As shown in Fig. 4, a new absorption feature can be observed between 550 and 650 nm when a negative potential is applied; the intensity of the feature increases incrementally on applying higher negative voltages. At higher doping levels (V=−0.7 V), two new absorption features within the ICT absorption band can be observed with a new absorption peak at 810 nm (λmax) and a broad band evolving at 900–1,100 nm, while the intensity of the initial ICT transition decreases correspondingly. Upon applying a negative potential during the spectroelectrochemical measurements, electrons are injected into the lowest unoccupied molecular orbital (LUMO) of the polymers to form a single occupied molecular orbital (SOMO) that enable new optical transitions similar to previously reported doping studies of P(NDI2OD-T2) (Polyera N2200)28,29. Consequently, the intensity of the charge transfer complex decreases while new absorption peaks arise from transitions between the HOMO and SOMO or SOMO and higher states.
Polymer p(gNDI-T2) shows a similar trend where the changes in absorption occur at slightly higher voltages, resulting from a lower EA of p(gNDI-T2) (Supplementary Fig. 6). It is likely that the n-type doping in aqueous solution only occurs to a certain degree before the polymers decompose, similar to PEDOT:PSS where over-oxidation degrades the material resulting in a lower conductivity30. For both polymers presented here, the resulting UV-Vis spectra are convolutions of un-doped and n-type doped polymer absorption bands, and a reversible n-type doping can be observed up to voltages of −0.5 V for p(gNDI-gT2) and −0.8 V for p(gNDI-T2) versus Ag/AgCl.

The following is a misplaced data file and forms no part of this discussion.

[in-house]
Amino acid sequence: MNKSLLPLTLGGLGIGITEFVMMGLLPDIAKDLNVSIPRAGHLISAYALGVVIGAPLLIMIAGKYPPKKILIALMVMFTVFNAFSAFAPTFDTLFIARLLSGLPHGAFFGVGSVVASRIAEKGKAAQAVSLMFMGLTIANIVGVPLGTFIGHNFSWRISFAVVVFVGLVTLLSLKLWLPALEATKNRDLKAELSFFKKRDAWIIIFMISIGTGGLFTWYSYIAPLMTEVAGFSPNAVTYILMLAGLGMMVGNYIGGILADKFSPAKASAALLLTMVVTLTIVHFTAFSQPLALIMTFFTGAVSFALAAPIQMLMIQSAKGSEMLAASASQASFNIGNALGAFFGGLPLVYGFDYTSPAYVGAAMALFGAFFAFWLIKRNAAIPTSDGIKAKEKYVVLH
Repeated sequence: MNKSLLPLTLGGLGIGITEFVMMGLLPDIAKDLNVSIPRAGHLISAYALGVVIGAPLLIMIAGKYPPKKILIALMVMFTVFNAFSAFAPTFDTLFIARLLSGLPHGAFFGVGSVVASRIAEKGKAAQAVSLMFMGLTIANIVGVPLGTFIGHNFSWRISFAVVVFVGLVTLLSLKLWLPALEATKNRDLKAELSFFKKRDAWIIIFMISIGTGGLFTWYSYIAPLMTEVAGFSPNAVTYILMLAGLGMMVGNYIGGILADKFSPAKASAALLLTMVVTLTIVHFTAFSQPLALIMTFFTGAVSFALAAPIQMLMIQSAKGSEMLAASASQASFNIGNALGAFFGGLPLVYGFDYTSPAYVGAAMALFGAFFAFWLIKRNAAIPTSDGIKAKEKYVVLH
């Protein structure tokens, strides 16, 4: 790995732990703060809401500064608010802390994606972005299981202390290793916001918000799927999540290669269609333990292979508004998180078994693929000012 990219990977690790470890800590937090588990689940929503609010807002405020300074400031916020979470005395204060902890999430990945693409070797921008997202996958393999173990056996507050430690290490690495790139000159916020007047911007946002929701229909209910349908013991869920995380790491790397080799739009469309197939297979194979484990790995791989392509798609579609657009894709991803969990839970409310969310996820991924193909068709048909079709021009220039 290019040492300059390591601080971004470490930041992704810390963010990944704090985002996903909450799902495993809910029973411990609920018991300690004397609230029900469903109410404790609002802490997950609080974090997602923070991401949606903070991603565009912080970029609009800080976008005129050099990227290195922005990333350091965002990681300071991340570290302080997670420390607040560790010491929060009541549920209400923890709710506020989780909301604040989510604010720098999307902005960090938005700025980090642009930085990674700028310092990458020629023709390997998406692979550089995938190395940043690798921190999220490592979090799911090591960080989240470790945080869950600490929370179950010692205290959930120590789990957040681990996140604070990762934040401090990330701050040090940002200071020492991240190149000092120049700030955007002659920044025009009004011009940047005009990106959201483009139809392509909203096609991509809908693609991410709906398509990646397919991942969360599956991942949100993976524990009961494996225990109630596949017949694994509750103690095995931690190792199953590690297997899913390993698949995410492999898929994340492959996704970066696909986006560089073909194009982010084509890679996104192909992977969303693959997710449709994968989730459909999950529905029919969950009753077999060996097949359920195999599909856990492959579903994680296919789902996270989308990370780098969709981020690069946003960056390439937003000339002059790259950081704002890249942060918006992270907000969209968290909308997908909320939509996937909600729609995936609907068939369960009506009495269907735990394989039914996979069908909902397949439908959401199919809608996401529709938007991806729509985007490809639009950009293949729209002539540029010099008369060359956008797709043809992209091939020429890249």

The OECT is illustrated in Fig. 5a. Gold contacts (source and drain electrodes) and interconnects were patterned on a glass substrate where an additional layer of Parylene C insulates the gold interconnects. The conjugated polymer is deposited by spin coating without additives or further annealing steps and the device is operated in an aqueous 0.1 M NaCl solution with a Ag/AgCl gate electrode6,8. In accumulation mode, the electrochemical redox reactions are triggered by applying a positive (n-type doping) or negative (p-type doping) gate voltage. These reduction or oxidation reactions of the active material change the doping level of the semiconducting polymer and increase the conductivity of the polymer. Fig. 5b presents the limits of the gate potentials that can be applied versus Ag/AgCl for an OECT in water31.